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The AIST Guidance Note on Operational Due Diligence assists super fund trustees meet their operational due diligence obligations.
APRA expects funds to undertake either external or internal ODD reporting in order to understand, quantify and manage operational risk inherent in appointing an external fund manager.
Under the Guidance Note, ODD providers are engaged by an investment manager to produce an ODD report which is then provided to the fund using or considering use of the manager. However, the responsibility for evaluating the investment manager always rests with the fund.
In place since 2017, the Guidance Note assists most profit-to-member funds (and their investment managers) to reduce costs and raise the bar in the assessment of operational due diligence. The Guidance Note is subject to continuous improvement, with the latest version released in June 2020..
Due diligence is the process of analysing the philosophy, people and processes of an investment manager to ensure it is capable of performing the functions for which it has been appointed. ODD focusses on the operational capabilities of these investment operations related functions.
The ODD process provides insight to the risk culture and approach of the investment manager. The ability to identify, measure and manage ALL risks while applying its investment strategy is integral to the process. Processes may be wide ranging and vary from the ability of the manager to stay in business and withstand a serious event, to manage and direct its own service providers, to the risk control framework and culture that exists within the manager’s operations.
More information about APRA’s initial 2014 expectations of funds in relation to ODD can be viewed here. Their 2018 update can be viewed here.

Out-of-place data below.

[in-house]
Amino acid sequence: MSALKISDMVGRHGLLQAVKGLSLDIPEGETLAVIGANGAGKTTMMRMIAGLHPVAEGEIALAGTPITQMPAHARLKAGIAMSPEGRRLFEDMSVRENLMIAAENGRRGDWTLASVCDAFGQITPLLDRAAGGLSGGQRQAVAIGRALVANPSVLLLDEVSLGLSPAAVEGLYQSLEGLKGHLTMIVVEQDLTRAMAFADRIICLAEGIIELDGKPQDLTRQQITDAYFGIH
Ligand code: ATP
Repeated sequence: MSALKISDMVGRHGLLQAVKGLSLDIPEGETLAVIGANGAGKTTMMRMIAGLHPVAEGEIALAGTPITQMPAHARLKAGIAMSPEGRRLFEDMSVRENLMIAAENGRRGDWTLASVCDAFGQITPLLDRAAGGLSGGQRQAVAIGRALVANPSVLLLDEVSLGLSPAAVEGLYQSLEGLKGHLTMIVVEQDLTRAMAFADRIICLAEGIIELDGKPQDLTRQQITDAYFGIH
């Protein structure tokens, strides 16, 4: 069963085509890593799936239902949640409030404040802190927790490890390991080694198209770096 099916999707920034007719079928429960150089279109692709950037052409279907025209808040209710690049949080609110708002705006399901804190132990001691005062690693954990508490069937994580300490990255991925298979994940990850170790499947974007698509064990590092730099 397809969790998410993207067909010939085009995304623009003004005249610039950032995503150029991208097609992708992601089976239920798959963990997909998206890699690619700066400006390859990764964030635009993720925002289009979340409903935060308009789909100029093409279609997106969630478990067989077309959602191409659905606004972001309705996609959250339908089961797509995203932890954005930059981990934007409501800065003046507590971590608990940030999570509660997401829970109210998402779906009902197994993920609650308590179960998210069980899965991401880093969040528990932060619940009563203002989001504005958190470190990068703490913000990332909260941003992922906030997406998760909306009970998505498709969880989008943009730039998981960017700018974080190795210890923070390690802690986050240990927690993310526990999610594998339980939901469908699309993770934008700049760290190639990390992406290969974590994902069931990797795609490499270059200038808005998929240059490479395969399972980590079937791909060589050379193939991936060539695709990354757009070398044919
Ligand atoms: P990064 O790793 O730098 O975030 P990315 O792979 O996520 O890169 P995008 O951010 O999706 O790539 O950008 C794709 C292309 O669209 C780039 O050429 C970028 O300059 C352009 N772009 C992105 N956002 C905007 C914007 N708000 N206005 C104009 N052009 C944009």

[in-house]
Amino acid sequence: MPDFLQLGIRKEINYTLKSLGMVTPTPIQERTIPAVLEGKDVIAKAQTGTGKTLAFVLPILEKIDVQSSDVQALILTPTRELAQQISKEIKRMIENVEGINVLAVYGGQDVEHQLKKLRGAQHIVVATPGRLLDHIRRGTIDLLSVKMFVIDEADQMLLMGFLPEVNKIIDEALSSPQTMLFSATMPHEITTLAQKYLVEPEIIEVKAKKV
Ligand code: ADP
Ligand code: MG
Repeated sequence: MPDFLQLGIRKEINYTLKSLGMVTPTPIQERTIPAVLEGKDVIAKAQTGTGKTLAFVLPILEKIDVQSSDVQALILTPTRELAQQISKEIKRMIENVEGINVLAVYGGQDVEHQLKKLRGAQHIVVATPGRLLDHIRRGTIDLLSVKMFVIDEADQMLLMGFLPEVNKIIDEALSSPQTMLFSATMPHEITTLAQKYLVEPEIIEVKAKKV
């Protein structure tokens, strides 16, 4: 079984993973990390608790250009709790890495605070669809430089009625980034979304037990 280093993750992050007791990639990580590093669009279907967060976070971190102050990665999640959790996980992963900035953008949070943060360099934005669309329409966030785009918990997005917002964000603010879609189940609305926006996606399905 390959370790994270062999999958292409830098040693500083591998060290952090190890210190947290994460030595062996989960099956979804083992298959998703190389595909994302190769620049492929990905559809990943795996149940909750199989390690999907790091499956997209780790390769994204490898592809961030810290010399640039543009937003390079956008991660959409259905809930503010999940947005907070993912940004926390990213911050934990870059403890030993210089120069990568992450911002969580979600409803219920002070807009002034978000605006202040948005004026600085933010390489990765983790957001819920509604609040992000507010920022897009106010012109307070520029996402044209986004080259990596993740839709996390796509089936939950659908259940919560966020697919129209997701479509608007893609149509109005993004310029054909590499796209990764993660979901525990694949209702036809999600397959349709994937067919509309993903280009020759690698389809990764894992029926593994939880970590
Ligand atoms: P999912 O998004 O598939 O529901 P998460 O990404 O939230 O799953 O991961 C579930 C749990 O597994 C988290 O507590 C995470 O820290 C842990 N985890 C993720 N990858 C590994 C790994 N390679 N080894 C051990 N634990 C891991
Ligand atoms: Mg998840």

The ODD review is not a ‘tick the box’ exercise. There is expected to be a strong advisory element to an ODD report which provides insight to whether a manager is capable of fulfilling its operational obligations and that these operations are in line with industry practice. The expectation is that an ODD review also includes third party descriptions and observations of key processes and systems, and relevant evidencing and testing.
ODD must include critical areas of the investment manager’s activities that are integral to the provision of services to funds, including an understanding of the functioning of the investment operations, accounting, compliance, risk management, IT systems and processes and the management of service providers.
An ODD report will comment on the ability of the fund manager’s operational processes to meet future obligations and targets outlined in an IMA or Trust documentation. Such opinion is expected to be based on an analysis of data used to verify systems and processes, desktop analysis and an onsite visitation program. To carry out the review and make these observations, it would be expected that the ODD reviewer team would include relevant experience relating to the operations of investment managers.